This is a guest post from Allen Macneill, an evolutionary biologist and writer. He currently teaches an introductory evolution course for non-majors at Cornell, and is writing an introductory evolution textbook, also for non-majors. HIs most recent article, “The capacity for religious experience is an evolutionary adaptation to warfare” has just been reprinted in an anthology on war and peace, published by Greenwood/Praeger.
In the post below, Macneill is replying to an article by William Dembski about the Dover ruling that appeared in Science and Theology News.
1) Dembski makes the following claim:
“Three years ago, there was one Intelligent Design and Evolution Awareness (IDEA) Center [sic] at the University of California-San Diego. Now there are thirty such centers [sic] at American colleges and universities, including UC Berkeley and Cornell. These centers [sic] are fiercely pro-ID.” [emphasis added]
Sounds like there are lots of new buildings, bursting with newly minted PhDs in ID theory, busily tracking down the latest experimental verifications of supernatural intelligent design, doesn’t it? But what Dembski is really talking about is “IDEA clubs,” which one can discover if one clicks on the links in his article. Now, is a “club” that consists of a half dozen or so undergraduates, who meet a few times a semester in their spare time, a “center?” Kind of like the Michael Polanyi Center, which Dembski invented at Baylor, and was later ejected from? Or is this just another example of Dembski seriously distorting the truth?
2) Another Dembski quote:
“Ultimately, the significance of a court case like this depends not on a judge’s decision but on the cultural forces that serve as the backdrop against which the decision is made. Take the Scopes Trial. In the minds of most, it was a decisive victory for evolution. Yet, in the actual trial, the decision went against Scopes (he was convicted of violating a Tennessee statute against teaching evolution).”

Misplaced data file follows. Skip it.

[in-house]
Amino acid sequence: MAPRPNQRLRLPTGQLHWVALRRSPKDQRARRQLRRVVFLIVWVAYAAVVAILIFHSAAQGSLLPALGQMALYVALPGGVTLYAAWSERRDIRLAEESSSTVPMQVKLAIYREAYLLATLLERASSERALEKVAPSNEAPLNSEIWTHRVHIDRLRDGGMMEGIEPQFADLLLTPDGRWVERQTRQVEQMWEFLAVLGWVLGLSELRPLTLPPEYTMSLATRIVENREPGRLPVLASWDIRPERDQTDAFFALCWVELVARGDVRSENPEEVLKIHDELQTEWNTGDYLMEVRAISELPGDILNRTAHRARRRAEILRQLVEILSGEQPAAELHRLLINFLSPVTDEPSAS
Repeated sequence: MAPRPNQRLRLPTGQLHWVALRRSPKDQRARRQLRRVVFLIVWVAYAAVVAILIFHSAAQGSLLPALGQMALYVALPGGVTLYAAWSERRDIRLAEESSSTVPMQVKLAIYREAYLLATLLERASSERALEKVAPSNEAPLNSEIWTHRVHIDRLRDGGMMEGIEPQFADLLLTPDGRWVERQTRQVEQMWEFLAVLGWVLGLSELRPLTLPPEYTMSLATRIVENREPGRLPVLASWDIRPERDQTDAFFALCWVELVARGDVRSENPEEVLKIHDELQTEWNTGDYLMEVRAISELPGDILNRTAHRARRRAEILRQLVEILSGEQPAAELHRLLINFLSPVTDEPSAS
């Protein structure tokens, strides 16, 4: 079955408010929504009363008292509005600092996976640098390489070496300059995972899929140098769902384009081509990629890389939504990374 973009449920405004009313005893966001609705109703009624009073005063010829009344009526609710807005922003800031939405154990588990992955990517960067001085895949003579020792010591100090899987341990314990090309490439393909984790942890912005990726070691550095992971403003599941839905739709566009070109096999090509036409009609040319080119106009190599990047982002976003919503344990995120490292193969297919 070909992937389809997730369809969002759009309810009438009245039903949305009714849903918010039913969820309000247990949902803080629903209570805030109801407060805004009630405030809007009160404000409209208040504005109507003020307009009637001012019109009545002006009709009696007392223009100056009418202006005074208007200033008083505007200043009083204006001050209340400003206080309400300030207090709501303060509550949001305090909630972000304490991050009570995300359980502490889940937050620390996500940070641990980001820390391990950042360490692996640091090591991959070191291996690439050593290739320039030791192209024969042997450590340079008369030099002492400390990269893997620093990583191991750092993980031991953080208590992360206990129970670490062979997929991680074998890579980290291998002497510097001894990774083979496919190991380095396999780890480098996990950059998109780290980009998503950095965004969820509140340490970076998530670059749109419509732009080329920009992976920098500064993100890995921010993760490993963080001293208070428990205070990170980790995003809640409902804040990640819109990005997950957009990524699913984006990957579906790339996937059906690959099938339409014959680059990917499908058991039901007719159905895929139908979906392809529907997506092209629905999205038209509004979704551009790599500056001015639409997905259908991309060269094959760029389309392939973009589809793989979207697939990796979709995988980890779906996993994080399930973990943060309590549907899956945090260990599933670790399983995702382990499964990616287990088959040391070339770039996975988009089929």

Precisely: “… In the minds of most, it was a decisive victory for evolution.” Only a person who wants to play fast and loose with the truth could possibly spin the outcome of the Scopes trial into a victory for creationism. On the contrary, the Scopes trial marked the beginning of the end of the prohibition of evolutionary biology in public schools in America (see Ed Larson’s book, Summer for the Gods: The Scopes Trial and America’s Continuing Debate over Science and Religion for more on the real cultural impact of the Scopes trial). Eighty years later, it’s creationism (in it’s most recent reformulation as “intelligent design theory”) that’s been prohibited in the public schools. Now how, exactly, is that “progress” or a “victory” for the creationist side?
3) One more quote from Dembski:
“In fact, it may continue more effectively than if the judge had ruled in favor of ID, which might have convinced people that ID had already won the day…”
What dream world does Dembski live in? “… ID had already won the day…?” Right, I can go to Mann Library here at Cornell and find dozens of journals containing thousands of peer-reviewed articles on “intelligent design,” while the journals on evolutionary biology (and ecology and population genetics, etc.) are no longer being published due to lack of results. In his dreams, maybe…